And also for a couple of ideas for fermenting fruits, try Lacto-Fermented Peach Chutney by Paleo Leap (11) and Vitamin C-rich Preserved Fermented Lemons from The Healthy Foodie (12) would be fantastic to add to drinks when sick!
Organ Meats & Nutrient Dense Super-Foods
In most places in the world other than the US, all different cultures appreciate and incorporate organ meats regularly into their diet. For some reason, us Americans have been squeamish when it comes to Offal (the term for the ‘unusual’ parts of the animal) and it is really a shame because these parts of healthy animals are extremely nutrient dense which significantly contributes to good health and a healthy immune system. Specifically, liver is an excellent source of vitamins A, D, E, K, B12 and folic acid, and minerals such as copper and iron (see more here). So eating these foods will prepare your body with extra nutrients it needs to fight back against those germs. But I get it – it doesn’t taste familiar and it might look strange. But here are a collection of good tasting organ meat dishes and nutrient dense recipes to get you started without the fear.
Chicken Liver Mousse (1) spread on apples is a truly nutrient dense food, and extremely luxurious tasting. Matt’s recipe is AH-mazing and has zero of that iron-y taste that is sometimes associated with liver. Similarly, their Beef Bacon 50/50 Braunshweiger Sliders (2) are a great way to hide offal in a familiar burger recipe, plus their recipes for Spaghetti Squash with Offal Sauce (3) and Organ Meat Pie (4) are both VERY kid friendly – your little ones (or your spouse!) won’t even know about the nutrient dense organ meat in the dish.
And if you truly can’t handle the idea of liver, Matt and Stacy suggest trying heart first. Although it might look strange at first, when cooked it is the most like any other muscle meat (because it is a muscle!). Their recipe for Sweet Heart Jerky (5) is a popular one with the little boys in particular.
For those a little more adventurous, The Domestic Man has an awesome recipe for Mexican Tripe Soup (Pancita/Menudo) (8), and The Paleo Mom’s Offal (But Not Awful) Stew (9) is also a great soup option. Not only are you getting in some organ meats, but you have the added benefit of the bone broth!
The Warm Liver and Cashew Salad by The Healthy Foodie (10) is a nice light option with lots of raw veggies. Asian Chicken Hearts by South Beach Primal (11) and my Braised Lengua (Beef Tounge) with Sauteed Cabbage and Hot Sauce (12) are some great spicy options with a definite kick of flavor.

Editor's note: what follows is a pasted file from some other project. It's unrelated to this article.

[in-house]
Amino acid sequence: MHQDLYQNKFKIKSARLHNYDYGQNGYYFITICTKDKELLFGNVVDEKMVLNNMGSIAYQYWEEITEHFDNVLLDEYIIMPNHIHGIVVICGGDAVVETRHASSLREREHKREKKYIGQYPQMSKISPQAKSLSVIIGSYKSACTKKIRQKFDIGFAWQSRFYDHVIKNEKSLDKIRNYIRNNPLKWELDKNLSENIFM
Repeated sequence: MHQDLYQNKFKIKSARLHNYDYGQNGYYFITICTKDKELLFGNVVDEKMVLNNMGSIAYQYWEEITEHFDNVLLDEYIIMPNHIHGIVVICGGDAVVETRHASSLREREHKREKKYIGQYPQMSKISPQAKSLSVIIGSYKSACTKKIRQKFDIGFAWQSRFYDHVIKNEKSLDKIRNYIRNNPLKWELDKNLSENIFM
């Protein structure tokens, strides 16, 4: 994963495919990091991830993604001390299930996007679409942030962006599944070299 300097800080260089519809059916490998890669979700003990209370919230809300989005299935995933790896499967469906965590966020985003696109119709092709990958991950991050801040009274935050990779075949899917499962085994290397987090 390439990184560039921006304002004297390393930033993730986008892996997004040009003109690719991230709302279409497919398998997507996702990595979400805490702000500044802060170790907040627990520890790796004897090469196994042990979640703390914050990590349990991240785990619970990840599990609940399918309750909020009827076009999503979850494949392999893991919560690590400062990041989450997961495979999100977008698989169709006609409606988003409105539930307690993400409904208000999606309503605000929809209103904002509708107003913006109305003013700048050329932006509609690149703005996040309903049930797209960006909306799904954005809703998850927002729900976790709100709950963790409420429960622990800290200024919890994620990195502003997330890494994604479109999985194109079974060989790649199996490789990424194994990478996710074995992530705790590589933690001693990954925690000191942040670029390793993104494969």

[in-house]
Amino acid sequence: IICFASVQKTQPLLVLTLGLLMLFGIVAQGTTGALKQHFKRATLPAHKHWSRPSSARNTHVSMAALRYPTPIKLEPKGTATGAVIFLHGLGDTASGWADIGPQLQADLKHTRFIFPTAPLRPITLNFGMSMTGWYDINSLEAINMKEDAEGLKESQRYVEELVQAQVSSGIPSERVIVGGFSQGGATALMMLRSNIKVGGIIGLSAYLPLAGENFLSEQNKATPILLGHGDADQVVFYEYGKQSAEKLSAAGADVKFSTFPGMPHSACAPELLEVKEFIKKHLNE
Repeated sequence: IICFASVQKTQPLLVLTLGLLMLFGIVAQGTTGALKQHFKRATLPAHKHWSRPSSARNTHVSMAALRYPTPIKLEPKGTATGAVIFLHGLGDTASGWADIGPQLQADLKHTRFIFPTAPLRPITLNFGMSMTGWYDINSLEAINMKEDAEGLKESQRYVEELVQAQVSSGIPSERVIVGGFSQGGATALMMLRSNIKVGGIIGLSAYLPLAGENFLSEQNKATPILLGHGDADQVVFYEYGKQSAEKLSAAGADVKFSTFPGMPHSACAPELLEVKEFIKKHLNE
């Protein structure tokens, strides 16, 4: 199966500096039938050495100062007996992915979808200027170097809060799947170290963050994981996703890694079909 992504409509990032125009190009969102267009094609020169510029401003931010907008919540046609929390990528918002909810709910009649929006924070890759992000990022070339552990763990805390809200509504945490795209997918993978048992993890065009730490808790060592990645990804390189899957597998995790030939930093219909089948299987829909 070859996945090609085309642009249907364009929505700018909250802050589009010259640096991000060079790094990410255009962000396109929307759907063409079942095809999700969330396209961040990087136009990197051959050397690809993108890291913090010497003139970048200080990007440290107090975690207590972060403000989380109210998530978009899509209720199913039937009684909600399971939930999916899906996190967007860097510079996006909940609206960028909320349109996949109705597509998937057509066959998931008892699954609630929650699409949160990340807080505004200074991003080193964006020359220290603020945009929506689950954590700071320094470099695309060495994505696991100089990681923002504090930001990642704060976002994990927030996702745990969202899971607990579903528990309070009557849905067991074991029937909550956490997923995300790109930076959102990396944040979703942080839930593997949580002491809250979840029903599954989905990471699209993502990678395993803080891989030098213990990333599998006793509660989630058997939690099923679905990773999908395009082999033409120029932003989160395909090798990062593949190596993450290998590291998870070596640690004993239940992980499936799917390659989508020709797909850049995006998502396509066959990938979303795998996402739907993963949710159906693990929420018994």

Grass-Fed Braised Ruminants
While you might understand what “grass fed” means, you might be like, “Ruminant? What is that?!” Well a ruminant is a fancy term for mammals that are able to acquire nutrients from plant-based food by fermenting it in a specialized stomach prior to digestion, principally through bacterial actions. Ok, that might seem weird, but you already know and love lots of ruminant meats from cows, goats, sheep, and deer. There are a few others, such as giraffes, yaks, camels and antelopes, but we will just stick to recipes from those first four. Grass-fed meats are naturally high in zinc, CLA, Vitamin E, and Omega 3’s that help keep your immune system healthy, and when an item is braised, it naturally breaks down during the cooking process, allowing your body to digest it very easily and absorb all available nutrients!
Typically, when you “braise” something, it means you sear the meat of choice quickly, then cook it low and slow with stock, veggies and seasonings for a while until the meat is tender and pulling apart easily. Usually tougher cuts of meat are best in braised dishes because they need to cool for a long time, and it is also a way to utilize these cheaper cuts of meat.
Matt and Stacy do a great job at braised dishes, especially with their Lamb Neck Stew (1) and also their Caramelized Broth Brisket (2). Lamb necks are a lesser known cut that happens to be very inexpensive, and when braised in their stew it is hearty and delicious. Their Caramelized Broth Brisket is slow cooked, and then the broth is reduced until it forms a kind of “jam” sauce that is naturally sweet.
Pot Roast is a classic go-to braised dish with so many different variations! A while back I guest posted this recipe for Mediterranean Braised Pot Roast (3) on Paleo Parents, and my husband still requests it often. It’s slightly different than a traditional pot roast with the addition of oregano, green olives and raisins. The Domestic Man also has a recipe for German Pot Roast called Sauerbraten (4) that also happens to have raisins, but his pot roast has a delicious, bright sour flavor, and it is also flavored with juniper berries!
You might have noticed that goat is on my list of ruminants, and while goat can be a little more gamey than beef or lamb, it does beautifully when braised low and slow and flavored with intense seasonings, like in Nom Nom Paleo’s Braised Thai Green Goat Curry (5), Jan’s Sushi Bar’s Braised Goat Shank Stew (6), and The Domestic Man’s Moroccan Goat Curry (Tagine Makfoul) (7).
Arsy from Rubies and Radishes has two awesome crock-pot recipes for Slow Cooker Beef Burgundy (8), and also a great Slow Cooker Lamb Vindaloo (9). Both are great if you only have a few minutes in the morning to assemble them, then turn on your crock pot and you can leave all day and come home to a wonderful, nourishing meal.